How do you determine the price of a clip? We determine the price of the clips by looking at comparables. So, again, it’s market research. It’s looking at what the nearest and closest competitors to us are selling their clips for and what sells well. And on the Pond5 site you can access really useful information about what is selling best over the week or the month, how much those files are selling for and how may times they have sold. So it allows you to do some really simple accounting to figure out what the best mean or medium price is for those clips. Sometimes reducing the price of a clip is going to make it sell more often. Just occasionally, with very high-end stock, you’re going to push the price higher knowing that you’re going to get more sales anyway, that is not price-dependent. We do change the price of our clips and we’re very careful about not just leaving matters like finance static. I think it’s very very important to keep watching the movement within the market force and making sure that everything you do is current.
What motivates you to keep producing stock footage for Pond5?
Can I say money?
You can say money!
Ok then! But let me say it in a different way too: the thing that motivates us to keep on producing stock for Pond5 is to push our boundaries in the sort of shoots we can do, to constantly push ourselves in terms of production level. It’s interesting for us not to duplicate shoots so we’re always looking for something more exciting or more fun, whether it’s a different aerial shoot or an underwater shoot or doing that bigger better business shoot than we can see anyone else doing. So it’s partially just self-challenging and really just wanting to keep motivated and keep busy and keep moving, though there are obvious financial rewards and that should always be kept in mind.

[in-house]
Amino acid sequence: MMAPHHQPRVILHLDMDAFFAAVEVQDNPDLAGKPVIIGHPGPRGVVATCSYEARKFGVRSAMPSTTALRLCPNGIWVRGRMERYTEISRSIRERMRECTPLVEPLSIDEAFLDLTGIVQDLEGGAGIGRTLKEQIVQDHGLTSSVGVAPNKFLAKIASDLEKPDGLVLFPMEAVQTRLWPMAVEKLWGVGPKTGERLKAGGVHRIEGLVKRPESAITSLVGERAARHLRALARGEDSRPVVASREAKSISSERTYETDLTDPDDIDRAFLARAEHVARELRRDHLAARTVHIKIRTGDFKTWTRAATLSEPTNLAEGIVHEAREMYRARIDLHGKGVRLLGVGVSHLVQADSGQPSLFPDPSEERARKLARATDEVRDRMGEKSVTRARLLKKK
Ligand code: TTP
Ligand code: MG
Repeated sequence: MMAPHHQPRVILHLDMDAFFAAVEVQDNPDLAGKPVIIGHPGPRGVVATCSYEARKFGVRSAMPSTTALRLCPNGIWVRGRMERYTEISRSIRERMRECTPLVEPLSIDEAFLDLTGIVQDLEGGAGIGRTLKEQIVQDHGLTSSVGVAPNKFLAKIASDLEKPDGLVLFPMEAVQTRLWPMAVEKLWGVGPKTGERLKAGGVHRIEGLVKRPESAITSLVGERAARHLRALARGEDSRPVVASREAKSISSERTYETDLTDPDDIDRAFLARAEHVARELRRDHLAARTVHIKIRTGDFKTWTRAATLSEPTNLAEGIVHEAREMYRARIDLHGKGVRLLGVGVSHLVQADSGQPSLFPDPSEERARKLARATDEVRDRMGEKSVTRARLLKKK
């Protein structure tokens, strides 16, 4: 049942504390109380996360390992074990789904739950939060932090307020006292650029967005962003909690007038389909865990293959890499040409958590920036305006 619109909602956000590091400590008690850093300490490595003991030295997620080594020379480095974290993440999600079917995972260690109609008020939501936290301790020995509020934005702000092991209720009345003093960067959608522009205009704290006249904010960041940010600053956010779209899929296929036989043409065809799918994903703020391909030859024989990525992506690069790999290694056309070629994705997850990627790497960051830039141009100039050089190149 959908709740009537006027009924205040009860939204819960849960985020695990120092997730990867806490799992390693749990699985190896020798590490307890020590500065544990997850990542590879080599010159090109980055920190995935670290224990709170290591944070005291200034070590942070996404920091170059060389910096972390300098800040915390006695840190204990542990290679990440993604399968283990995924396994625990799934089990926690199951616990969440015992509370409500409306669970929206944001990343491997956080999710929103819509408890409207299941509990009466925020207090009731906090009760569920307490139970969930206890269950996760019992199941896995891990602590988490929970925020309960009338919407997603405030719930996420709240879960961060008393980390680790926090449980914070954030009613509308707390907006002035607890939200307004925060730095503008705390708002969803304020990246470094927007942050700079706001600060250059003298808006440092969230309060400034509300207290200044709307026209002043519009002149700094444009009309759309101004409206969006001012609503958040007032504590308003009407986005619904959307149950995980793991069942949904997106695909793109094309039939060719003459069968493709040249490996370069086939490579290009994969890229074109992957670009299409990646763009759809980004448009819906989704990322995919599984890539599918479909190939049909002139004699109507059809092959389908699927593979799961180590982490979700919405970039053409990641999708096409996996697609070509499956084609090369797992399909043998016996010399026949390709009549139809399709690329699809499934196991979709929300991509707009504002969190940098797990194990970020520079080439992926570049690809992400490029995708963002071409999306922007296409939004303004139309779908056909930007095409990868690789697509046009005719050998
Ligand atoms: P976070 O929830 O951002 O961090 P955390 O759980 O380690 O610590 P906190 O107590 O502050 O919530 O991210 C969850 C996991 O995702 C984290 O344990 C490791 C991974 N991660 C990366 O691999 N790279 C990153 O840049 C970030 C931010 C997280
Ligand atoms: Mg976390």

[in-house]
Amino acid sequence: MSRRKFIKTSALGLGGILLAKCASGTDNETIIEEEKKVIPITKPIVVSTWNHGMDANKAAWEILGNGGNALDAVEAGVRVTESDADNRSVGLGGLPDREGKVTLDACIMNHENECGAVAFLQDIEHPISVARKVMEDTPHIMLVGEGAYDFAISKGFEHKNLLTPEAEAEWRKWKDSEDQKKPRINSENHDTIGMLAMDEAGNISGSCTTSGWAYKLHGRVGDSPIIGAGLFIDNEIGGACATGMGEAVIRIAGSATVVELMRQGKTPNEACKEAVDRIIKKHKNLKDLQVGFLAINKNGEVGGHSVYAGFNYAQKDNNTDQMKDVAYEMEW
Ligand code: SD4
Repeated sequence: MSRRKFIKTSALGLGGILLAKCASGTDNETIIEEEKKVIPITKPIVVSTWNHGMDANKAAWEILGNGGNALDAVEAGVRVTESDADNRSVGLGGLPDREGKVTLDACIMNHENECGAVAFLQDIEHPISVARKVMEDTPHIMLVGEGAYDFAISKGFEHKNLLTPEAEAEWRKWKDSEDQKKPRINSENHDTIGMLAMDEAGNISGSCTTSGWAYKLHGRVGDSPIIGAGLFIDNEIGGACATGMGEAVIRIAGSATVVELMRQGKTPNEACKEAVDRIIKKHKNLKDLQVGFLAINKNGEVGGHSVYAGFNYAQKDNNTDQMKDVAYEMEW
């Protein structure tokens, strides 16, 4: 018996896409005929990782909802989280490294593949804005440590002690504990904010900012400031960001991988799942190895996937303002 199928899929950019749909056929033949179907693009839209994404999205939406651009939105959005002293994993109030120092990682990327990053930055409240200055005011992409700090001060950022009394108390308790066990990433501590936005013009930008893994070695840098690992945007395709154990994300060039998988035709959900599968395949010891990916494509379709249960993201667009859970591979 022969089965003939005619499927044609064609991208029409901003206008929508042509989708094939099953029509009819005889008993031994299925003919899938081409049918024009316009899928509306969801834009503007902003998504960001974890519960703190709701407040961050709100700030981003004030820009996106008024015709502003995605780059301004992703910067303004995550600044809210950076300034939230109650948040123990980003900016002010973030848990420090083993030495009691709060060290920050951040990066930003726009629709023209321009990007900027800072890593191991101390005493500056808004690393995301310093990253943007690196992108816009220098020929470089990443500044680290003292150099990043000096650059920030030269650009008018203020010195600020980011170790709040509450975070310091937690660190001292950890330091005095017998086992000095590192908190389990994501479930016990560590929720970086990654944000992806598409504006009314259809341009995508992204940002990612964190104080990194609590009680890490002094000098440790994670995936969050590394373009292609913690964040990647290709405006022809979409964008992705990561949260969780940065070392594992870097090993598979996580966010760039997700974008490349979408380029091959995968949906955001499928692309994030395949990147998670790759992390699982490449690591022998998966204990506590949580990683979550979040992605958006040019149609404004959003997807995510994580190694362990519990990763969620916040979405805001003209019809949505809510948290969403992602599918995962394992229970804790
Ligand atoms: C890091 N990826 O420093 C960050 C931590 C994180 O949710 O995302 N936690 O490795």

Finally, what advice would you give to our readers who are producing stock now? If I was going to give some advice to anybody producing stock footage now, I would say that there has been too much of a trend in stock footage towards having shots with models that are terribly posed, that look really awfully cheesy, and that look very fake. Although we know from the feedback that we get and from the requests that we get that is that people want footage that looks much more candid, that looks natural, that doesn’t look posed. So really it’s about moving away from those terribly static or terribly cheesy shots that really don’t work anymore. And I always think it makes it look like something from the 1980s. So that’s one piece of advice. The other thing, looking for a very technical camera angle, is that lighting is something. When I look at other people’s footage, and they have a great location, and great looking actors and models and they have good ideas for shoots… the lighting just isn’t up to standard. And if your lighting isn’t up to standard, it doesn’t matter what’s going on in the rest of the shot, it won’t sell, because it just can’t be used properly. So if you’re going to spend a bit of extra money, (…) do a lighting course. It’s something that is very obvious, but people don’t actually focus on quite enough, I don’t think.